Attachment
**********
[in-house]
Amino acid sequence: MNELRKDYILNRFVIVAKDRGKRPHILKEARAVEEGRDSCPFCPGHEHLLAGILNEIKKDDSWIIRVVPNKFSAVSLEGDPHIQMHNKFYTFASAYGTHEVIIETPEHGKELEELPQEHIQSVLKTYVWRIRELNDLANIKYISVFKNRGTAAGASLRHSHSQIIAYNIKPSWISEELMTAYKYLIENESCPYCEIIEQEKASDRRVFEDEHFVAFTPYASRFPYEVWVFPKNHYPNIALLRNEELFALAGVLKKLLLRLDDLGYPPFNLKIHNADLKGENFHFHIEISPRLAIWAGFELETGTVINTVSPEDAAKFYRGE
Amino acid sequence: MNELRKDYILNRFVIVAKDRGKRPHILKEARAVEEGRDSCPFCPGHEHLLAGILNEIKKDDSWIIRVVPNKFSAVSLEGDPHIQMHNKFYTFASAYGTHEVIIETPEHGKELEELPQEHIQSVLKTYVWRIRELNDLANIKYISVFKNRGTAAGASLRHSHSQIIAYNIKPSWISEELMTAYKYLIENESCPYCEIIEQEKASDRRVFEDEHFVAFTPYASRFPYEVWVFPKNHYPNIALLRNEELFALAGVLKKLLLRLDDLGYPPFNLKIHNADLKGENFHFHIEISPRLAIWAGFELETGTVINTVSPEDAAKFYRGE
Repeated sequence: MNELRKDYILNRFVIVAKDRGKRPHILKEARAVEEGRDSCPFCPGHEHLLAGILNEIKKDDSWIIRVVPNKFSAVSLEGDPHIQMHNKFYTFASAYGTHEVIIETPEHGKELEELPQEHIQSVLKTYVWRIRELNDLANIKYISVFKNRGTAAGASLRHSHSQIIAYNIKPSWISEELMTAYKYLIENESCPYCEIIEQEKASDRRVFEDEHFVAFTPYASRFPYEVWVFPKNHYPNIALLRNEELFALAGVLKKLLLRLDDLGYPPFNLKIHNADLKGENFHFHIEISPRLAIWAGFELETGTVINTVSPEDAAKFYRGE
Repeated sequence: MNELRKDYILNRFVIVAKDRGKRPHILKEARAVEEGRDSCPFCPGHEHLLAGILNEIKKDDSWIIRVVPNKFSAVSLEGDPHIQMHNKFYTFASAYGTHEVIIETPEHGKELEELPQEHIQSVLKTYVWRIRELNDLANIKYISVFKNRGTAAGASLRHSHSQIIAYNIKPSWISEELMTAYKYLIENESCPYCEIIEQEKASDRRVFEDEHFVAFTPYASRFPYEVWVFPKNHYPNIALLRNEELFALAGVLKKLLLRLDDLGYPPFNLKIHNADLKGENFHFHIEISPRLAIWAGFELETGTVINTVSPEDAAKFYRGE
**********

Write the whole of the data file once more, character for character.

[in-house]
Amino acid sequence: MNELRKDYILNRFVIVAKDRGKRPHILKEARAVEEGRDSCPFCPGHEHLLAGILNEIKKDDSWIIRVVPNKFSAVSLEGDPHIQMHNKFYTFASAYGTHEVIIETPEHGKELEELPQEHIQSVLKTYVWRIRELNDLANIKYISVFKNRGTAAGASLRHSHSQIIAYNIKPSWISEELMTAYKYLIENESCPYCEIIEQEKASDRRVFEDEHFVAFTPYASRFPYEVWVFPKNHYPNIALLRNEELFALAGVLKKLLLRLDDLGYPPFNLKIHNADLKGENFHFHIEISPRLAIWAGFELETGTVINTVSPEDAAKFYRGE
Amino acid sequence: MNELRKDYILNRFVIVAKDRGKRPHILKEARAVEEGRDSCPFCPGHEHLLAGILNEIKKDDSWIIRVVPNKFSAVSLEGDPHIQMHNKFYTFASAYGTHEVIIETPEHGKELEELPQEHIQSVLKTYVWRIRELNDLANIKYISVFKNRGTAAGASLRHSHSQIIAYNIKPSWISEELMTAYKYLIENESCPYCEIIEQEKASDRRVFEDEHFVAFTPYASRFPYEVWVFPKNHYPNIALLRNEELFALAGVLKKLLLRLDDLGYPPFNLKIHNADLKGENFHFHIEISPRLAIWAGFELETGTVINTVSPEDAAKFYRGE
Repeated sequence: MNELRKDYILNRFVIVAKDRGKRPHILKEARAVEEGRDSCPFCPGHEHLLAGILNEIKKDDSWIIRVVPNKFSAVSLEGDPHIQMHNKFYTFASAYGTHEVIIETPEHGKELEELPQEHIQSVLKTYVWRIRELNDLANIKYISVFKNRGTAAGASLRHSHSQIIAYNIKPSWISEELMTAYKYLIENESCPYCEIIEQEKASDRRVFEDEHFVAFTPYASRFPYEVWVFPKNHYPNIALLRNEELFALAGVLKKLLLRLDDLGYPPFNLKIHNADLKGENFHFHIEISPRLAIWAGFELETGTVINTVSPEDAAKFYRGE
Repeated sequence: MNELRKDYILNRFVIVAKDRGKRPHILKEARAVEEGRDSCPFCPGHEHLLAGILNEIKKDDSWIIRVVPNKFSAVSLEGDPHIQMHNKFYTFASAYGTHEVIIETPEHGKELEELPQEHIQSVLKTYVWRIRELNDLANIKYISVFKNRGTAAGASLRHSHSQIIAYNIKPSWISEELMTAYKYLIENESCPYCEIIEQEKASDRRVFEDEHFVAFTPYASRFPYEVWVFPKNHYPNIALLRNEELFALAGVLKKLLLRLDDLGYPPFNLKIHNADLKGENFHFHIEISPRLAIWAGFELETGTVINTVSPEDAAKFYRGE